Why was Elizabeth's visit to Derbyshire important?
Elizabeth Bennet visits the county of Derbyshire with her aunt and uncle Gardiner. While there, her aunt tells her that the county is home to Pemberley, Mr. Darcy's grand estate. Because they learn that the family is away from home, the trio decide to go and tour the home (a relatively common practice with large estates like this one). Here, Elizabeth hears from Mrs. Reynolds, a servant who has known Mr. Darcy since he was a child, that she's "never had a cross word from him in [her] life" and that she doesn't view him as proud at all. This clashes very strongly with Elizabeth's earlier impressions of the man, and begins to confirm the goodness she glimpsed in his post-proposal letter to her from when she was in Hunsford.
Further, when Darcy returns early and bumps into Elizabeth and her family, he addresses her with such "civility"; she'd never seen "his manners so little dignified, never had he spoken with such gentleness as on this unexpected meeting." He is kind and cordial to her aunt and uncle, and he expresses a wish of introducing Elizabeth to his sister. It becomes obvious fairly quickly that he still loves Elizabeth, and she later says that it was around this time that she began to love him.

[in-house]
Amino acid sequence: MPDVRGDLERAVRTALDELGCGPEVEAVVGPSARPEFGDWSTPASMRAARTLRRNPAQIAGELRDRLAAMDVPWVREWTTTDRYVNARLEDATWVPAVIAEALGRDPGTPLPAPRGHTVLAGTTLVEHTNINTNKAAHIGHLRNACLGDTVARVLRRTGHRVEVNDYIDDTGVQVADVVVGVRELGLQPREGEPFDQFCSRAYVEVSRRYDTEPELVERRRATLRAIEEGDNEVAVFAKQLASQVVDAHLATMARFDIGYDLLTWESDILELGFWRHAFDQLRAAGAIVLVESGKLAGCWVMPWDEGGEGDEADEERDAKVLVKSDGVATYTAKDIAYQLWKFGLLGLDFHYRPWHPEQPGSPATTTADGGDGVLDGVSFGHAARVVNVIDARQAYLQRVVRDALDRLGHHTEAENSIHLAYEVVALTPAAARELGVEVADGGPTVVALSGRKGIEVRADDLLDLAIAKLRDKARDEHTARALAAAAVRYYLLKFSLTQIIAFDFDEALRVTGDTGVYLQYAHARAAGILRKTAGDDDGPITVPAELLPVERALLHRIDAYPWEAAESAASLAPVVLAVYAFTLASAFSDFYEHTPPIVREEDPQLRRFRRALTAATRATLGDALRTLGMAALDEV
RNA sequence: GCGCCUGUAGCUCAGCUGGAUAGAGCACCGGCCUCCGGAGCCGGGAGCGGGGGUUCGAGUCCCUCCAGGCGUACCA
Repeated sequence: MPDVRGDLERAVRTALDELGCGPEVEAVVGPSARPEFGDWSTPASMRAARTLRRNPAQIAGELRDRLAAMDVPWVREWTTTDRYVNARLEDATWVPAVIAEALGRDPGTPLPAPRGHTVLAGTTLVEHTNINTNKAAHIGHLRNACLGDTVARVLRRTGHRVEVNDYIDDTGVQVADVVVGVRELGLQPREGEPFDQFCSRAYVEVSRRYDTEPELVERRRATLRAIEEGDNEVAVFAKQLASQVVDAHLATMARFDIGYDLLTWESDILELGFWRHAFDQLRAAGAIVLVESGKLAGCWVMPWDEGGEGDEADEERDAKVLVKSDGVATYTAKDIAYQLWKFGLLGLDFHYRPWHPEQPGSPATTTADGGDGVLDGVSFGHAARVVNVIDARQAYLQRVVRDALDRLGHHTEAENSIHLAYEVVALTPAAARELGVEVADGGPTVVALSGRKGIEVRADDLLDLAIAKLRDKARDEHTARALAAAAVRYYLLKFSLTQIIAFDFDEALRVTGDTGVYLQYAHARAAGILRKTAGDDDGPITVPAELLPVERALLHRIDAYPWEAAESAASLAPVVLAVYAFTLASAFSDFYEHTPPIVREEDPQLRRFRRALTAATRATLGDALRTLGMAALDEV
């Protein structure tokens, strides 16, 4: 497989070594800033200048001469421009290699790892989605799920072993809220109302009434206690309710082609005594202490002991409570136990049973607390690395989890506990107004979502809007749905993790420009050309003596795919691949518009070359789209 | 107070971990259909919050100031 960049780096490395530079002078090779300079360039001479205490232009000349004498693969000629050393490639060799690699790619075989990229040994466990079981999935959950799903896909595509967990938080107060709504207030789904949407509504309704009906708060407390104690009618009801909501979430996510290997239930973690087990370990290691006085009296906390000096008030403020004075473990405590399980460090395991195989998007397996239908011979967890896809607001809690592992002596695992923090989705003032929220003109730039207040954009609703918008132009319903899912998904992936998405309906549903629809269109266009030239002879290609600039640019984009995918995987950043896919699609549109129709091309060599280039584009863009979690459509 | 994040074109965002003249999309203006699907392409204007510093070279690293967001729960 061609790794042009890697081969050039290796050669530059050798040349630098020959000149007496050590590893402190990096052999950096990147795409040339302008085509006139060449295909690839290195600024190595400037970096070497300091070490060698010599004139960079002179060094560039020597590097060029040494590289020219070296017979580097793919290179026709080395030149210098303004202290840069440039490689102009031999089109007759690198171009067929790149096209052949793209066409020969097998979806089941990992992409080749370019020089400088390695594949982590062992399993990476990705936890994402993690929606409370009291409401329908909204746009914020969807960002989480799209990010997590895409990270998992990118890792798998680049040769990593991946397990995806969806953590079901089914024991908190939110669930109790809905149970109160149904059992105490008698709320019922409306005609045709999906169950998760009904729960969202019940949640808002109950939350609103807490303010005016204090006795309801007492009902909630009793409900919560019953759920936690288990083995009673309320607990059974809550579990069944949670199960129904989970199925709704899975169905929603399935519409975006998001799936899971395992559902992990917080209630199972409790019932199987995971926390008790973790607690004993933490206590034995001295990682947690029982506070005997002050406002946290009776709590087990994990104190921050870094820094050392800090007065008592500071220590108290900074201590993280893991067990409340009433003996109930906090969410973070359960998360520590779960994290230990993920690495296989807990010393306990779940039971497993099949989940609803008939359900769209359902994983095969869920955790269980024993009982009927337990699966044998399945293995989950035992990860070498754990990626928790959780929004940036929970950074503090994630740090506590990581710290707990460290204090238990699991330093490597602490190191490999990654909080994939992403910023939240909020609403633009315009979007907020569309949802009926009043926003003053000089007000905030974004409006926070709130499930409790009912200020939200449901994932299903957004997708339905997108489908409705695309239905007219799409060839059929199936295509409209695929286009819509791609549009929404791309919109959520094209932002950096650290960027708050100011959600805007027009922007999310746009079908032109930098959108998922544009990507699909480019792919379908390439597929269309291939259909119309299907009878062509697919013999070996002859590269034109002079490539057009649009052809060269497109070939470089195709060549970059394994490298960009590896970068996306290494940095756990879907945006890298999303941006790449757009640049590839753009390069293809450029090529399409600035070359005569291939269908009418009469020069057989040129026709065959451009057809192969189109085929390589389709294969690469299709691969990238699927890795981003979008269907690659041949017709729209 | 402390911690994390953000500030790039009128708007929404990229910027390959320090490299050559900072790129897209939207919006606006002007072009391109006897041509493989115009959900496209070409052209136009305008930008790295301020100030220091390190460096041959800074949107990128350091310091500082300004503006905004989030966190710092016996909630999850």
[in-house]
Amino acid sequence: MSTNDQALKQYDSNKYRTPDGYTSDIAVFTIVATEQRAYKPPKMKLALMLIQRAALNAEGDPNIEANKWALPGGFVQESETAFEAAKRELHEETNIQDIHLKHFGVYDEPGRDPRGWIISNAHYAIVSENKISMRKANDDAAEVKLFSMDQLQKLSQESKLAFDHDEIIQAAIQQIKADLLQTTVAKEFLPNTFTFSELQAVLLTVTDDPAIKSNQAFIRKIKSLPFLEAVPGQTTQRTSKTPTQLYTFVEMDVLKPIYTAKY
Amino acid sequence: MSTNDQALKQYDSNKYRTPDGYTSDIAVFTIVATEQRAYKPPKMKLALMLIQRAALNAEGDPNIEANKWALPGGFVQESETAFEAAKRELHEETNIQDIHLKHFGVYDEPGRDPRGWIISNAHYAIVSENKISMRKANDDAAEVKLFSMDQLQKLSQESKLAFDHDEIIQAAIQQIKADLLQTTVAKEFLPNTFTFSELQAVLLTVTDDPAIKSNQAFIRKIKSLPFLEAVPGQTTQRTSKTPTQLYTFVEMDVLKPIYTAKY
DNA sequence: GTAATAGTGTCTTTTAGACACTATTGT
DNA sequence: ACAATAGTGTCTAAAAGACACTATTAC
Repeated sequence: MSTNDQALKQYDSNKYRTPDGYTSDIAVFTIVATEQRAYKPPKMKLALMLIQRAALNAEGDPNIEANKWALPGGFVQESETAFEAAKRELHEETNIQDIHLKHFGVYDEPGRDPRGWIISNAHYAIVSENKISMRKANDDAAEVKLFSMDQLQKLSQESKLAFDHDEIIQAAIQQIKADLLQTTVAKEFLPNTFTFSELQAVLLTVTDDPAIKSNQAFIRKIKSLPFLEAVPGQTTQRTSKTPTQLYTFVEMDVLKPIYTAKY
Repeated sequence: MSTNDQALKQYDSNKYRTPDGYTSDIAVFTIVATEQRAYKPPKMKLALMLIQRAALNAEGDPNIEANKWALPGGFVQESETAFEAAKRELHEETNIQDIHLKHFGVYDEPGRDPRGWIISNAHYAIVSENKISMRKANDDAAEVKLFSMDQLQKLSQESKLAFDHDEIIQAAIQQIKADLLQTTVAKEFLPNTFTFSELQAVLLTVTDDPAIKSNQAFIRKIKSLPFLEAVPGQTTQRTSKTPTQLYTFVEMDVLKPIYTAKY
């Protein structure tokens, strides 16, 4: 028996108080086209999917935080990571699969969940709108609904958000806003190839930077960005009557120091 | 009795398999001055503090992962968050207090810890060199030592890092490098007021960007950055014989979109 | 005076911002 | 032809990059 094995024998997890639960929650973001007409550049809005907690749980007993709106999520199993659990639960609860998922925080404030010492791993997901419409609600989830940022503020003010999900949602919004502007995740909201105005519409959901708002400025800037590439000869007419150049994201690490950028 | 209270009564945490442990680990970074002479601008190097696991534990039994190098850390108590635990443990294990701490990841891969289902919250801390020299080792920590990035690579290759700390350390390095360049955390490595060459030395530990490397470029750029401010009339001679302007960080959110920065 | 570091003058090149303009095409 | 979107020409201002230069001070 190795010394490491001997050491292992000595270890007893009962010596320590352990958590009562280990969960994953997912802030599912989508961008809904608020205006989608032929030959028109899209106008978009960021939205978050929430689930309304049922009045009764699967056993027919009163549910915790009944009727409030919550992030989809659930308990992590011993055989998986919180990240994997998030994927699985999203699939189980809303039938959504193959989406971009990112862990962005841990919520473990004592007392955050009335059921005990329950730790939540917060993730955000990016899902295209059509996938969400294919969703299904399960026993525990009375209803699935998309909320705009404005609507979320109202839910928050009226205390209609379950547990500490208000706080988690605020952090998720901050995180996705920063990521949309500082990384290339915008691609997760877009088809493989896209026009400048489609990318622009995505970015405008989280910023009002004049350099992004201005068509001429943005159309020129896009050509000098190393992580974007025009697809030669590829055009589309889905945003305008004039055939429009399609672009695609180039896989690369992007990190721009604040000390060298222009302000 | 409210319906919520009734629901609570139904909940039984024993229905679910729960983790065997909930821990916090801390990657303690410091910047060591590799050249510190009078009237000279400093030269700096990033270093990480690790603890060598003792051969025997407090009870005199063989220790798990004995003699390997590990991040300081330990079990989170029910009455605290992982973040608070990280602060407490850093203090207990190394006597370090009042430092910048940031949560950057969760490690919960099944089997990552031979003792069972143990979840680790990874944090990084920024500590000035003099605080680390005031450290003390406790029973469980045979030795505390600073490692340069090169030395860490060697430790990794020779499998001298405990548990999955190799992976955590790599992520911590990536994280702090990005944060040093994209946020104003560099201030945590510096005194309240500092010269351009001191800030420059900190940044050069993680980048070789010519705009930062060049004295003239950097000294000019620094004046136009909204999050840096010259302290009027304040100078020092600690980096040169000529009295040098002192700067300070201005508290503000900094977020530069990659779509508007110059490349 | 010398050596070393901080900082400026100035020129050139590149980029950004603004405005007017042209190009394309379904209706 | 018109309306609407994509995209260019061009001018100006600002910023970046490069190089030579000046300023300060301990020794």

Finally, the fact that Elizabeth is staying at Lambton and that Darcy can call so easily means that he can be the first person she sees after news of Lydia's elopement reaches her. Thus, he is able to step in and resolve the situation before it becomes a really big scandal for the Bennet family. It is, later, Elizabeth's wish to thank Darcy for his involvement that once again prompts him to share his unaltered feelings for her. And, by this point, she returns them.